Your newly painted walls look great! But you’re not finished yet. Watch this video and learn how to clean up after your paint project so that your painting supplies will be ready when you’re ready to start your next painting project.
To clean a paint brush after using latex paint, fill a bucket with warm water and brush along the bottom to remove the paint.
Rinse with clean water. Discard water and refill.
Run a painter’s comb through the brush to loosen dried paint.
Rub hand soap or hand cleaner into the bristles for several minutes.
Use the painter’s comb again, cleaning the metal base of the brush.
Rinse until water runs clear.
Remove as much water from the brush as possible and reshape bristles with the painters comb.
Paint rollers: use the curved side of a 5-in-1 tool to scrap off as much paint as possible back into the bucket. If you used oil-based paint, discard roller.
Continue to use the 5-in-1 tool under warm water.
Spin the roller to remove water and wrap with protective material.
Store all remaining tools in one place so you can find them easily.
Scrape all paint from the tray/pail back into the paint can.
Seal paint and use a marker to indicate when and which room it was used in as well as were you purchased it. Store in a dry location where it won’t freeze.
Read Video Transcript
Now that the work is done and your walls look great, it’s time to clean up your tools so your brushes and rollers will be ready to go when you’re ready to start your next paint project.
In this video, you’ll learn the proper techniques for cleaning your brushes and rollers so that you can reuse them over and over again. We’ll also give you some tips on storing your unused paint so you’ll be able to identify it the next time you need to touch up those walls. So let’s get started.
Since you invested in quality paintbrushes, let’s start with the proper procedure to make sure they remain in top shape for your next painting project.
The first thing to remember is that paint can dry fast, so don’t wait too long before cleaning your brush. In fact, I like to clean them several times during the course of a job to avoid getting dried paint clogged in the brush.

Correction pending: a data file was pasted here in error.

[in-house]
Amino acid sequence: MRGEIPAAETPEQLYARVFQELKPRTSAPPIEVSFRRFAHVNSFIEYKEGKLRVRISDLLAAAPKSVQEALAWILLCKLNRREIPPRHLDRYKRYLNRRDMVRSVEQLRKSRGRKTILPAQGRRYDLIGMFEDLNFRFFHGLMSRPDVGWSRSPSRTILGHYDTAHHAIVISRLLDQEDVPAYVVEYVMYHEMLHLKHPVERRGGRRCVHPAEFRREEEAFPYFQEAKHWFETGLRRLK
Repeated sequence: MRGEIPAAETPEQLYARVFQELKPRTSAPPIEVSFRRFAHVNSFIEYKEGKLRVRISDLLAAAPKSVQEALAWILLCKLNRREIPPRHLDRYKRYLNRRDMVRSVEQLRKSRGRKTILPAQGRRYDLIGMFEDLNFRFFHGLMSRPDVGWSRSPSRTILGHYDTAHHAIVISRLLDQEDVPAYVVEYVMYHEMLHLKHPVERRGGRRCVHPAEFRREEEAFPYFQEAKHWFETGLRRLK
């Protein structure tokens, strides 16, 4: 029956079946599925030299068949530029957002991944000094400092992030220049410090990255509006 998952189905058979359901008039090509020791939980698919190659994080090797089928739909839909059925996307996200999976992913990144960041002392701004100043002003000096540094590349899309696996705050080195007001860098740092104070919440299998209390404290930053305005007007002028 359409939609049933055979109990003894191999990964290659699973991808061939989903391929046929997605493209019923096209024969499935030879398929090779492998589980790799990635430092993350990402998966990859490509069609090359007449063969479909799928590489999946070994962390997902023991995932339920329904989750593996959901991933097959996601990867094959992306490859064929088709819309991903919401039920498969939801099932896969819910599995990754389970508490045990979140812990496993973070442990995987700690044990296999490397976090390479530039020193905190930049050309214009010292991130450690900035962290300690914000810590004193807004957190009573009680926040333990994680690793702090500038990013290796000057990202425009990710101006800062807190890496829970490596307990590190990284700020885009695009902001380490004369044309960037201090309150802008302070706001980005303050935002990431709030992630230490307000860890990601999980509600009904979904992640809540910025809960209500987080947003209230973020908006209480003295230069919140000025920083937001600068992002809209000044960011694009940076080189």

Since we used latex paint for our recent project, let’s start with how to clean your brush after using latex paint.
If you have access to a utility sink, bring a bucket to the sink along with a couple of useful tools, including a painter’s comb and some hand soap or hand cleaner. First, fill the bucket with warm water. Then dip the brush in the water and brush the bottom of the bucket in both directions to remove as much paint as possible. Make sure the water is completely penetrating the bristles. Then rinse with clean water under the faucet. Discard the water and refill.
Next, with a painter’s comb, brush the bristles next to the metal ferrule to loosen any dried paint. First use the comb teeth, then the brush side. Repeat the process until the water runs clear.
Rub some hand soap or hand cleaner into the bristles, working it in with your fingers for several minutes. Use the comb to work out any remaining paint from inside the brush, especially down by the ferrule.
Rinse thoroughly under the warm running water while massaging the bristles with your fingers until the water runs clean.
Gently tap the brush to remove as much water as possible from the bristles. Then spin the brush in the palms of your hands. Brush the bristles one last time with the painter’s comb to reshape the brush back to its original shape. Then return the brush to its protective cover for storage.
If you used oil-base paint instead of latex, you’ll use the same basic process to clean your brush, using paint thinner or a solvent-base brush cleaner instead of water.
Now let’s get to work cleaning that roller cover. If you used latex paint, most quality roller covers will last for several uses if cared for properly. The best tool for cleaning roller covers is your 5-in-1 Painter’s Tool. In fact, the curve shaped side of this tool was designed for this specific application.
First, before you start cleaning, use the curved side to scrape out any remaining paint from the roller cover back into the paint can. You’ll be surprised how much paint is left in the roller cover. If you used oil-base paint, it’s probably best to discard the roller after this step.
Next, fill your bucket with clean water and continue to use the 5-in1 tool to scrape paint out of the roller, slowing rotating it as you go. After you’ve removed most of the paint, continue the process under warm running water until the water runs clean.
To remove water from the roller, put it back on the roller frame and give it an aggressive spin or two to fur out the nap. Then return it to its plastic sleeve for storage.
Next, put away any remaining tools and fold up the drop cloth for easy storage.
Now for the paint. Using an old spatula, scrape any paint from the paint tray or paint pails back into the can. Then seal the can tightly by gently tapping on the lid with a hammer or rubber mallet, and store it in a dry location where it won’t freeze. Rinse off the spatula.
On the can, don’t forget to use a marker to write the room painted, the date and the name of your local independent home improvement retailer where you purchased the paint. That way you’ll know where to go if you need more.
That’s it. Now your paint project is really complete. You’ve protected your investment and don’t have to worry about paint drying out your brushes and roller covers.Close Transcript